Liked by 1 person

  15. lynn__ says:

    Your haibun moves our hearts, Lisa, for this stranger on the fringe…great post and prompt!

    Liked by 1 person

    1. msjadeli says:

      Lynn, thank you very much. I hope he can feel that goodwill energy, wherever he is 🙂 ❤

      Like

  16. I know this is off topic for this post but I am also a Taoist and am excited to read tao inspired art.

    Like

  17. Misky says:

    This pandemic has exposed a lot of vulnerable people to the harshness of living on the fringe, or the edge (both terms fit). A man of indeterminate age who always sat outside the supermarket, is no longer there. I’m not sure if he’s still with us or not. This is a lovely poem, Lisa.

    Liked by 1 person

    1. msjadeli says:

      Your comment is heartfelt. So many. Thank you.

      Liked by 1 person

  18. Xan says:

    What a powerful and moving haibun, and such an indictment that our society doesn’t see the fringes very clearly.

    Liked by 1 person

    1. msjadeli says:

      Thank you, and I wish it wasn’t so.

      Like

  19. Lisa, what a heart wrenching tale nee a real life story. The character seems so real. I am sure you still feel the pain of not reaching out to him. Many of us do. Superbly executes story__ a great haibun you have written. Many congrats!

    Liked by 1 person

    1. msjadeli says:

      Neel, thank you. Yes, I still feel his loneliness and guilt for not reaching out, at first and later.

      Like

    2. msjadeli says:

      Neel, I just tried to open your poem’s link at Mr. Linky and it opened to basically a blank page. Do you want to try to re-link it?

      Like

  20. I felt this in my heart Lisa. Beautiful and touching.

    Liked by 1 person

    1. msjadeli says:

      Thank you very much.

      Liked by 1 person

      1. You’re welcome. 😊

        Liked by 1 person

  21. kaykuala h says:

    A very touching account Jade. One often wonders what lives these sort of forgotten persons had before. They could be anywhere along the spectrum of rich or poor or privileged or otherwise. Thanks for a wonderful prompt, Ma’am!

    Hank

    Liked by 1 person

    1. msjadeli says:

      Hank thank you for your insightful comment. Yes, they could be anyone, everyone, in a particular convergence of circumstances. You are most welcome.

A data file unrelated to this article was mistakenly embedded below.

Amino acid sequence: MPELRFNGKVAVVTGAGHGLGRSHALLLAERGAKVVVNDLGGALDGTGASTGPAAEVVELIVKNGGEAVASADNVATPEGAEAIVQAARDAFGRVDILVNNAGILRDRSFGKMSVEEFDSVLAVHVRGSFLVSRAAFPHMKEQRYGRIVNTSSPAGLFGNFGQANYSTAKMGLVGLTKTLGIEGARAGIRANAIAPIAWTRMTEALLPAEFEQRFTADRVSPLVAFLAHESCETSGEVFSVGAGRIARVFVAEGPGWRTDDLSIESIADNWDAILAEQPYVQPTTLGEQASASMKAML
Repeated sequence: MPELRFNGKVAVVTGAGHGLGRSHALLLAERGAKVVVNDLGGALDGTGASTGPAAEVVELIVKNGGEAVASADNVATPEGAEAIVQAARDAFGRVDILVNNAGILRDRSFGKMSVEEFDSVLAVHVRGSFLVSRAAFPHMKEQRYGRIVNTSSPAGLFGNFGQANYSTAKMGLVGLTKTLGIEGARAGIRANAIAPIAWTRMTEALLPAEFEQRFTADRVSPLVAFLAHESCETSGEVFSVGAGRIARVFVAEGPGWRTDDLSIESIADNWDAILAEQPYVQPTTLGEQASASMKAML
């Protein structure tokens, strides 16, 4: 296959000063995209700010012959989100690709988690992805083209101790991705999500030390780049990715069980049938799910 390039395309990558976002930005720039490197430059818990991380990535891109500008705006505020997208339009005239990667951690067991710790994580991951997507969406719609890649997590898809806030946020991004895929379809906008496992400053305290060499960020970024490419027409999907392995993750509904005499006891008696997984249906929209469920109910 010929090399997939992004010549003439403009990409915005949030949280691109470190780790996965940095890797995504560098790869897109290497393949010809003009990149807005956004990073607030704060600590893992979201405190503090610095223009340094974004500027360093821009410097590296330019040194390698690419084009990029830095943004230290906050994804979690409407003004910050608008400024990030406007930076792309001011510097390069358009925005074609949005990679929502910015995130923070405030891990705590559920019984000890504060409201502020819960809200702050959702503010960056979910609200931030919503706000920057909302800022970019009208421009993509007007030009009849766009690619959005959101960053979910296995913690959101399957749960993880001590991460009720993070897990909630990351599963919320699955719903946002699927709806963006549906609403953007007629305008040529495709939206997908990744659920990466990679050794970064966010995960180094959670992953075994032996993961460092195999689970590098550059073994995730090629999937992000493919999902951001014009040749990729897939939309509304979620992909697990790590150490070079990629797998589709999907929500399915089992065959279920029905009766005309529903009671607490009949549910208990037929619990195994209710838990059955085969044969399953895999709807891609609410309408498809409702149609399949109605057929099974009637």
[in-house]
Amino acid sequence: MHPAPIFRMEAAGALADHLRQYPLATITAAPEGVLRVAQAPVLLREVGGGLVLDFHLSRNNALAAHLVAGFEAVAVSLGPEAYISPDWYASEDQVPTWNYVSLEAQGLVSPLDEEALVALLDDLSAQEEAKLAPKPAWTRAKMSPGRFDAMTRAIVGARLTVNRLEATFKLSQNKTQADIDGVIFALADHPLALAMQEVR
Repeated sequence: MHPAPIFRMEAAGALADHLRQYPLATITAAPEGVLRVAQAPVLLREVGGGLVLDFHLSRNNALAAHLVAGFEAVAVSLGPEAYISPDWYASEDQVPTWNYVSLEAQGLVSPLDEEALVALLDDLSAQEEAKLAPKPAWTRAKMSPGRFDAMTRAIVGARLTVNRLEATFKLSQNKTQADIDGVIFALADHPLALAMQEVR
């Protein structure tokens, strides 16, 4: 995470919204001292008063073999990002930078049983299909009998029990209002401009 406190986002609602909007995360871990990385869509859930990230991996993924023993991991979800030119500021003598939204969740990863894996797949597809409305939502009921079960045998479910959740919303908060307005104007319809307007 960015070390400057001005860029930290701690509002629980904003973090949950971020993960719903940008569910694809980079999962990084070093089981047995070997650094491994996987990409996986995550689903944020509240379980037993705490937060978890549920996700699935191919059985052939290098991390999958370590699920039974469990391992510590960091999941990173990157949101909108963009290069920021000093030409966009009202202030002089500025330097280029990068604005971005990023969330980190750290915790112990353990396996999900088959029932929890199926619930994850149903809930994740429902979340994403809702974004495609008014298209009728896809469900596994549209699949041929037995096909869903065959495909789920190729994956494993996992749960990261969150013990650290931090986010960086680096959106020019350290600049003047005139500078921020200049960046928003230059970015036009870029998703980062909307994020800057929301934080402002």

Like

  22. lillian says:

    This has such a sadness to it. Your words depict desolation and loneliness in an almost visceral fashion. The haiku is the perfect complement to the prose for this haibun. It’s interesting. When we lived in Iowa we always knew our neighbors….even when we lived in the country. Doors were kept unlocked. As a young mom I was out on the sidewalk and front yard with my two little ones as were the neighbor women on either side of me. In the house I grew up in on a dead-end street, there were only 8 houses. And although the owners were of different generations and ages, every summer they had a “block party” and blocked off the entrance to the street, put up picnic tables in the street and everyone came. The adults (again, of different ages) had halloween and Christmas parties too. So very different for us now living on the 7th floor of a high-rise in Boston. I know only 2 other “doors” by name — there are 16 condos on each floor…our doors open to the common hallway; in the middle of the hallway are 3 elevators and the “trash door”. These are neighbors…but I rarely even see them even though we literally live on the same floor. How different from our life in Iowa. So the haiku at the end resonates with me. Very different from this gentleman you describe as I don’t believe anyone on our floor lives on the “fringes” yet we don’t connect either.

    Liked by 1 person

    1. msjadeli says:

      Lillian, my apologies for the late response, I just found your comment in my spam folder. Thank you very much for your lovely comment, and times have changed for sure. Up to the age of 10 I lived with both of my parents and they knew many of the neighbors on both sides of the street on our block but were never what you would call neighborly with them except for the ones on either side of us. When my folks divorced my mom and us kids moved to a very different neighborhood; one that was filled with kids our age. Us kids became friends with the kids in a 2-block square. Not so my mom and new stepdad. Our family was the one most likely to get CPS called on them but back in the day neighbors didn’t do that. When mom, stepdad, and family moved out to a rural community (I was 16) I stayed in town with my dad. My mom and stepdad got to know pretty much everybody in the community, at least the ones who frequented the small town’s bar as my mom was the main bartender down there for years. I moved out to that community the next year but then moved back to my home town a few years later.

      Sorry people are not as neighborly in the condos. Maybe when the pandemic lightens up and everyone is vaccinated things will get more friendly.

      Like

  23. There are so many like this on the fringe. “neighbors live separate lives
    forever strangers” is so true. You relate this well, Lisa.

    And thank you for the prompt.

    Liked by 1 person

    1. msjadeli says:

      Thank you and you’re welcome, Ken.

      Liked by 1 person

  24. Helen Dehner says:

    This breaks my heart …. beautifully presented to your reader.

    Liked by 1 person

    1. msjadeli says:

      Helen, thank you much.

      Like

  25. Zelda Rene says:

    Lonely on the fringe,
    neighbors live separate lives
    forever strangers.

    Painfully true, elegantly penned.

    Liked by 1 person

    1. msjadeli says:

      Thank you, Zelda.

      Like